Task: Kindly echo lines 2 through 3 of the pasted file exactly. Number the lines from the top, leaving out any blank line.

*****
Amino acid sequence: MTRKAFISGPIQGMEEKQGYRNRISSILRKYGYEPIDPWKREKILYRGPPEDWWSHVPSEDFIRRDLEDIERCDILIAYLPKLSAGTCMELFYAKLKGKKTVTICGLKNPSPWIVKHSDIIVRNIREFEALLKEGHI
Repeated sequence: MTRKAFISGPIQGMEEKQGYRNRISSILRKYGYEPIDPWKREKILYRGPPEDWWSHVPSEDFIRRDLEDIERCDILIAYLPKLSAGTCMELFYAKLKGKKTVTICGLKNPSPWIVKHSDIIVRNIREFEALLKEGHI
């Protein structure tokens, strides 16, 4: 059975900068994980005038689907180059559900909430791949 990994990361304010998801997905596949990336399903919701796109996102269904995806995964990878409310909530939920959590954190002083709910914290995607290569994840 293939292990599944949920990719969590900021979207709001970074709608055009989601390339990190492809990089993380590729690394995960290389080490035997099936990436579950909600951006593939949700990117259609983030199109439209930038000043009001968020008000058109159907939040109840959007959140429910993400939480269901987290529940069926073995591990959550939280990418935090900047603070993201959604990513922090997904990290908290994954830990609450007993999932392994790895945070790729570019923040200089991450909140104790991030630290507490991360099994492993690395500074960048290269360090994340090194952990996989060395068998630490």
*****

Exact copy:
Repeated sequence: MTRKAFISGPIQGMEEKQGYRNRISSILRKYGYEPIDPWKREKILYRGPPEDWWSHVPSEDFIRRDLEDIERCDILIAYLPKLSAGTCMELFYAKLKGKKTVTICGLKNPSPWIVKHSDIIVRNIREFEALLKEGHI
């Protein structure tokens, strides 16, 4: 059975900068994980005038689907180059559900909430791949 990994990361304010998801997905596949990336399903919701796109996102269904995806995964990878409310909530939920959590954190002083709910914290995607290569994840 293939292990599944949920990719969590900021979207709001970074709608055009989601390339990190492809990089993380590729690394995960290389080490035997099936990436579950909600951006593939949700990117259609983030199109439209930038000043009001968020008000058109159907939040109840959007959140429910993400939480269901987290529940069926073995591990959550939280990418935090900047603070993201959604990513922090997904990290908290994954830990609450007993999932392994790895945070790729570019923040200089991450909140104790991030630290507490991360099994492993690395500074960048290269360090994340090194952990996989060395068998630490």